But with Kontakt, a lot of the pi's we would use, reverb, chorus, delay, whatever...it's inside the virtual instrument. So you can play/record the file just once if you want to. No pi chain, no extra rendering. There is no pi chain (unless you make one after). So less opportunities for errors.


    I can tell you one thing about this part and I know because I had to do it by hand way back when. This is educational...I'm not sure exactly how it works in your (or any) daw/DA.
    Only if it's binary. And maybe it is in prime (binary) form, in your daw, my daw, everyone's daw....I don't know, I've not looked into the coding. But we can't assume it's binary. It could be base-3, base-4, octo-decimal, hexa-decimal. 0's and 1's are inefficient. Those are what are considered prime in digital....in other words, we can break every other format down mathematically, to get to binary, but hexi is way faster encoding and decoding as it uses 0-9 and A-F. Think of it sort of like packet sizes. A 16 digit encoding can tell you far more info per character than 2 digit. So, if you were able, to look at your audio, digitally, it might say 1F8D3C224A4B90, which you could break down into 0's and 1's....but it would be a long chain. Binary code means 0 and 1...."Digital" does not. It's kind of like saying American currency is the penny. Every domination can be broken down into a penny....that's the basest form. Everything is built around how many pennies it =. But we have $1, $5, $10, $20, $50, $100. Those can be interpreted as number of pennies, but we don't need to be that simple anymore, or grossly inefficient, carrying all those pennies around with us. We can use nickels, dimes, quarters, all the bills. Sorta make sense? I'm explaining this bc maybe it may help you figure out what you're trying to figure out. Conceptually, which is what you stated, you are absolutely correct. That's how it started. But I haven't seen it expressed that way, ever actually, and I started it in '98.
    If it's binary, you have two options, 0 or 1.
    You will want to check everything I say, bc Im coming at this from a different background than most here. My knowledge might be misapplied. But it should be equal time unless it's a floating/variable bit depth. The general consensus here (and I agree with now) is that the less sample rate conversion, the better. That process is what leaves the most room for the coding errors you are talking about. I don't use Logic a lot, but in Logic, every now and then, I have an issue where files start to sound like they have a tremolo effect on them. Almost like a fluttering type sound. And I realized that the sessions it's happened with are the ones that I have changed the sample rate. I didn't change it intentionally, Logic will work w/o an outboard processor, so it's an easy laptop composition daw. But when I took it to the studio, it would go from 24/48 to 24/96...and then I could come home, work some more, but it would be back to 24/48. It was only those sessions that I had a problem with. And to be fair, I didn't know that was the problem until I came here. So, I'm fairly certain that @audiokid , @Boswell etc have it right. Just don't be changing your SRC around a lot and you should be fine. I haven't had that problem with Logic since.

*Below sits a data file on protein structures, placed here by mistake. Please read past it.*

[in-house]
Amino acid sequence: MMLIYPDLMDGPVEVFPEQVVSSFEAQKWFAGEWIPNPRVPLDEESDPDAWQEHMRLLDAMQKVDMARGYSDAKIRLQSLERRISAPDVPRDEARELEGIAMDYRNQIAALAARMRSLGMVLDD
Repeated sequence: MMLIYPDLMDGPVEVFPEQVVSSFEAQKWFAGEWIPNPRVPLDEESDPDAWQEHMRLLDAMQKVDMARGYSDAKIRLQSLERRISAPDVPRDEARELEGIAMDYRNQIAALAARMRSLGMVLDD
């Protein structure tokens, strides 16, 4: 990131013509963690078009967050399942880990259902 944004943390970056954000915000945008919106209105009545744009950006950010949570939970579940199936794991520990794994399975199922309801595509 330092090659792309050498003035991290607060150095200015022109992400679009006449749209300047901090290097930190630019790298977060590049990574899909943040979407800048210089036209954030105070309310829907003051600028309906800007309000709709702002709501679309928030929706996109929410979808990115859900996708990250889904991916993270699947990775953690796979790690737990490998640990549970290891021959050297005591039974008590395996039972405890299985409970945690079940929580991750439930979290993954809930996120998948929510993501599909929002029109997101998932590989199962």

If a hw chain is used, hw will affect it. But I don't think I know what you mean.
    I think maybe I'm not understanding you, thus I'll leave it here. By "rendering" I'm assuming you mean you have a piano track...you take a pi and add reverb. You bus it to an armed track, hit record, and the new piano track + the reverb plug in, will now be recorded as a sum. You could then delete the original piano track if you wanted to, which would clear the pi and give you more processing power. That's what I've always understood rendering to mean. But if you did what I just said, you end up with a new file. The sum of the algorithm making the sound and the reverb algorithm. Essentially resampling it, giving it new information and values. This paragraph above is where I'm furthest out on the logic branch...but that is what would make sense to me. After rendering, the file simply could not be the same, or it would sound the same. But it doesn't. The rendered file will have both the synthesized piano and reverb, and a sampling of that combination will now be taken, and values distributed....I think lol.